Your Five Tips
1. Find out if you are signing a Business Lease or a Licence.So many people use the phrases as if they are the same thing. A business lease gives you various legal rights .A licence is just an agreement between you and the Landlord rather like staying in a hotel.
2. Do not think the most important thing is to sign the Business Lease and get into the property. Signing a Business Lease is like buying a house . For the latter you go through many set stages but people sign Business Leases as if they are buying new shoes. Actually with a commercial lease it is more important to be careful and check everything out as if there is a major problem it will affect your livelihood whereas with a house you will at least have the income to live somewhere else.
3. Make sure you know the area of land/building your Business Lease covers. This may seem obvious but often ignored. Do not assume that what you see is what you will get. Make sure the Business Lease has a plan and you check it against what is on the ground. If it is registered look at the Registered title plan. If it is not registered and the Business Lease has no plan ask for one. Then check it . I recently came across a solicitor who was trying to lease the shop next door to my client according to the plan he had supplied.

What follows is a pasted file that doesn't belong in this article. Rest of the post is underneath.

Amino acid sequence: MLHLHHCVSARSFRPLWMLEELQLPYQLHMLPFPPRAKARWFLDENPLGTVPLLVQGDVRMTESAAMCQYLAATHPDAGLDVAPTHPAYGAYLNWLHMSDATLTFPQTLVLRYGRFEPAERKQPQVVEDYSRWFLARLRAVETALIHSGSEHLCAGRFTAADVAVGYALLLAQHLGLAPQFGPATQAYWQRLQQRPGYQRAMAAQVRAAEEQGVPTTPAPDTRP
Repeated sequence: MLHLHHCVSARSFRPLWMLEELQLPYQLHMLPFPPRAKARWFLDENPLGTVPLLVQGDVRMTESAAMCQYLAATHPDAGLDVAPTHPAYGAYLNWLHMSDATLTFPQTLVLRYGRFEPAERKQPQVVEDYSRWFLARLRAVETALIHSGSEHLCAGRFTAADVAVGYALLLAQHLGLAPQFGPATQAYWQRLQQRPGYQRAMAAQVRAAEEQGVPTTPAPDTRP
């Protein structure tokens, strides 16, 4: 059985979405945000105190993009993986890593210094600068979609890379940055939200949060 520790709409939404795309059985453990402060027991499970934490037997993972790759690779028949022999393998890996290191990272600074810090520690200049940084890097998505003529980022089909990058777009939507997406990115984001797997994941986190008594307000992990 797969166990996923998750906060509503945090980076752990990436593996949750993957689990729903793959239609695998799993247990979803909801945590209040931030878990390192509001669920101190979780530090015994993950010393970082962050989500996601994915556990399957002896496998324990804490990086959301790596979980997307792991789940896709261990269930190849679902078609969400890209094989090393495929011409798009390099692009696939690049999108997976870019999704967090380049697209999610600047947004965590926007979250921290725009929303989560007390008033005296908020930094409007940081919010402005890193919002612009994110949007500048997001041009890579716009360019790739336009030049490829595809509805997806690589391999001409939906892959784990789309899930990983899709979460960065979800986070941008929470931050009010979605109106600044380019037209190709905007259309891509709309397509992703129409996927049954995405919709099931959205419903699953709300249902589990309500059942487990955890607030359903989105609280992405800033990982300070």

4. Think about where your customers will park. If there is land outside do not just assume your customers can park there. It may belong to next door who may ask your customers to move. Not nice and your customers may not come back. Check the Business Lease. Ask questions. If you are told it is OK to park there ask for it to go in the Lease. Be careful about and do not trust what people say if they are not prepared to commit it to writing.
5. The potential killer – repairs. A commercial property is not like a private rental where the landlord is responsible for repairs. Under a standard business lease the Landlord will be responsible for the structure and you the rest. Also unlike a private rental when if you leave it as it is subject to fair wear and tear. You normally have to leave the property at the end of the tenancy in good repair. This means that if you take on a property in a mess you are responsible for putting it right.Beware of the landlord who says it does not matter- he will have changed his mind by the end,